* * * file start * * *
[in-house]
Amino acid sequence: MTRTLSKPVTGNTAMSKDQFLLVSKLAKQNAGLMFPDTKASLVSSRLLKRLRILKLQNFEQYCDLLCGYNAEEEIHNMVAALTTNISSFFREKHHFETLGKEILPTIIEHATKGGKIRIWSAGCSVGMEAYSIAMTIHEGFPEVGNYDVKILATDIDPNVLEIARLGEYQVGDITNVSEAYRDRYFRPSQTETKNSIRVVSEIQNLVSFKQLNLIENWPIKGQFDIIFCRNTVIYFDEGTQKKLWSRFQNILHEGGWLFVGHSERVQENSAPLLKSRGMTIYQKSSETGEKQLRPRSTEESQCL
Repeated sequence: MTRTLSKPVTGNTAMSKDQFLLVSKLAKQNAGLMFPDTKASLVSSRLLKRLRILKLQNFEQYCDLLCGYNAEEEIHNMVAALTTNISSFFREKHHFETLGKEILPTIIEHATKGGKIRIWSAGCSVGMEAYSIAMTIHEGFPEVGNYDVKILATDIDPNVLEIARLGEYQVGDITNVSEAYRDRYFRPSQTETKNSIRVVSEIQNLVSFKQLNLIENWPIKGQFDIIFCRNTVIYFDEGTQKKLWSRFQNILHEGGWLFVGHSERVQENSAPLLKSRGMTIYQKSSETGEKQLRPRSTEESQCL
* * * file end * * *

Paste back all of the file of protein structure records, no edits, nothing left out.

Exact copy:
[in-house]
Amino acid sequence: MTRTLSKPVTGNTAMSKDQFLLVSKLAKQNAGLMFPDTKASLVSSRLLKRLRILKLQNFEQYCDLLCGYNAEEEIHNMVAALTTNISSFFREKHHFETLGKEILPTIIEHATKGGKIRIWSAGCSVGMEAYSIAMTIHEGFPEVGNYDVKILATDIDPNVLEIARLGEYQVGDITNVSEAYRDRYFRPSQTETKNSIRVVSEIQNLVSFKQLNLIENWPIKGQFDIIFCRNTVIYFDEGTQKKLWSRFQNILHEGGWLFVGHSERVQENSAPLLKSRGMTIYQKSSETGEKQLRPRSTEESQCL
Repeated sequence: MTRTLSKPVTGNTAMSKDQFLLVSKLAKQNAGLMFPDTKASLVSSRLLKRLRILKLQNFEQYCDLLCGYNAEEEIHNMVAALTTNISSFFREKHHFETLGKEILPTIIEHATKGGKIRIWSAGCSVGMEAYSIAMTIHEGFPEVGNYDVKILATDIDPNVLEIARLGEYQVGDITNVSEAYRDRYFRPSQTETKNSIRVVSEIQNLVSFKQLNLIENWPIKGQFDIIFCRNTVIYFDEGTQKKLWSRFQNILHEGGWLFVGHSERVQENSAPLLKSRGMTIYQKSSETGEKQLRPRSTEESQCL